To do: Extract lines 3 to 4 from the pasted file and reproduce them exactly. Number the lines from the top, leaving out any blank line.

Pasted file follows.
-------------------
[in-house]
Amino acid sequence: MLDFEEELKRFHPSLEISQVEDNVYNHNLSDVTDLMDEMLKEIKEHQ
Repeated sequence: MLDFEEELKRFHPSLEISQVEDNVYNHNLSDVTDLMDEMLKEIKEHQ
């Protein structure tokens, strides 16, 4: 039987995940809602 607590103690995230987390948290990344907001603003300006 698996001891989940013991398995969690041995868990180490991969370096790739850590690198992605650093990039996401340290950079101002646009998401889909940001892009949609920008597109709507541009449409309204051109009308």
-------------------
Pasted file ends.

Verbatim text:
Repeated sequence: MLDFEEELKRFHPSLEISQVEDNVYNHNLSDVTDLMDEMLKEIKEHQ
């Protein structure tokens, strides 16, 4: 039987995940809602 607590103690995230987390948290990344907001603003300006 698996001891989940013991398995969690041995868990180490991969370096790739850590690198992605650093990039996401340290950079101002646009998401889909940001892009949609920008597109709507541009449409309204051109009308």